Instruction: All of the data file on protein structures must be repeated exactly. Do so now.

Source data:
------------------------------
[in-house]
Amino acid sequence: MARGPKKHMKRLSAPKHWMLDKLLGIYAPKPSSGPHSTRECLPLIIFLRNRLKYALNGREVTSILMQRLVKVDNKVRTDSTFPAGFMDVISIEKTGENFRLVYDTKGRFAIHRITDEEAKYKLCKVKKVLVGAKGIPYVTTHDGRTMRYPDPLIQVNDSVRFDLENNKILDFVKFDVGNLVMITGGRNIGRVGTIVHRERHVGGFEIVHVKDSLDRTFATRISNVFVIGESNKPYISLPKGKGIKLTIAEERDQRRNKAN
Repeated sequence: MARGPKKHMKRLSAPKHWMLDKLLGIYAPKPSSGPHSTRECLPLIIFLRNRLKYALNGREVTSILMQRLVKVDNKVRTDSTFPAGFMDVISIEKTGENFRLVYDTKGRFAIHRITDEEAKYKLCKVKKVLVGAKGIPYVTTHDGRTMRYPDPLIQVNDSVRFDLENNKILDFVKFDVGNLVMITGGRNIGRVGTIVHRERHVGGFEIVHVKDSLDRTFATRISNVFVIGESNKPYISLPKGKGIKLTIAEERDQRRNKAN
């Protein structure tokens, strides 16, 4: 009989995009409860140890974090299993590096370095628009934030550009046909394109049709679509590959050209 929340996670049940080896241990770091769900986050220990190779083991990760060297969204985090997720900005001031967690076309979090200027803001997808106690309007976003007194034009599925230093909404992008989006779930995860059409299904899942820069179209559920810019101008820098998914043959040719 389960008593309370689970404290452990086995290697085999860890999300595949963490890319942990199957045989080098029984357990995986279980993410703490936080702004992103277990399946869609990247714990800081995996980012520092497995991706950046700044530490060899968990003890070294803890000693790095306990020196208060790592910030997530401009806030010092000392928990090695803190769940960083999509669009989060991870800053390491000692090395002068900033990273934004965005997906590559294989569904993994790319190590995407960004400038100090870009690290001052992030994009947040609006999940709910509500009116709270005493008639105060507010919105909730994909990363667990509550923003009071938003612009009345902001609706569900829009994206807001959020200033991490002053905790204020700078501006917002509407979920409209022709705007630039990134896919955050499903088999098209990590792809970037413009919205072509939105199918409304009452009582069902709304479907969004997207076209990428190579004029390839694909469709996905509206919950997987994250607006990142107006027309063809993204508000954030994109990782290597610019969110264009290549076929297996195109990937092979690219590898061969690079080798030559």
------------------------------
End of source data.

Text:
[in-house]
Amino acid sequence: MARGPKKHMKRLSAPKHWMLDKLLGIYAPKPSSGPHSTRECLPLIIFLRNRLKYALNGREVTSILMQRLVKVDNKVRTDSTFPAGFMDVISIEKTGENFRLVYDTKGRFAIHRITDEEAKYKLCKVKKVLVGAKGIPYVTTHDGRTMRYPDPLIQVNDSVRFDLENNKILDFVKFDVGNLVMITGGRNIGRVGTIVHRERHVGGFEIVHVKDSLDRTFATRISNVFVIGESNKPYISLPKGKGIKLTIAEERDQRRNKAN
Repeated sequence: MARGPKKHMKRLSAPKHWMLDKLLGIYAPKPSSGPHSTRECLPLIIFLRNRLKYALNGREVTSILMQRLVKVDNKVRTDSTFPAGFMDVISIEKTGENFRLVYDTKGRFAIHRITDEEAKYKLCKVKKVLVGAKGIPYVTTHDGRTMRYPDPLIQVNDSVRFDLENNKILDFVKFDVGNLVMITGGRNIGRVGTIVHRERHVGGFEIVHVKDSLDRTFATRISNVFVIGESNKPYISLPKGKGIKLTIAEERDQRRNKAN
């Protein structure tokens, strides 16, 4: 009989995009409860140890974090299993590096370095628009934030550009046909394109049709679509590959050209 929340996670049940080896241990770091769900986050220990190779083991990760060297969204985090997720900005001031967690076309979090200027803001997808106690309007976003007194034009599925230093909404992008989006779930995860059409299904899942820069179209559920810019101008820098998914043959040719 389960008593309370689970404290452990086995290697085999860890999300595949963490890319942990199957045989080098029984357990995986279980993410703490936080702004992103277990399946869609990247714990800081995996980012520092497995991706950046700044530490060899968990003890070294803890000693790095306990020196208060790592910030997530401009806030010092000392928990090695803190769940960083999509669009989060991870800053390491000692090395002068900033990273934004965005997906590559294989569904993994790319190590995407960004400038100090870009690290001052992030994009947040609006999940709910509500009116709270005493008639105060507010919105909730994909990363667990509550923003009071938003612009009345902001609706569900829009994206807001959020200033991490002053905790204020700078501006917002509407979920409209022709705007630039990134896919955050499903088999098209990590792809970037413009919205072509939105199918409304009452009582069902709304479907969004997207076209990428190579004029390839694909469709996905509206919950997987994250607006990142107006027309063809993204508000954030994109990782290597610019969110264009290549076929297996195109990937092979690219590898061969690079080798030559």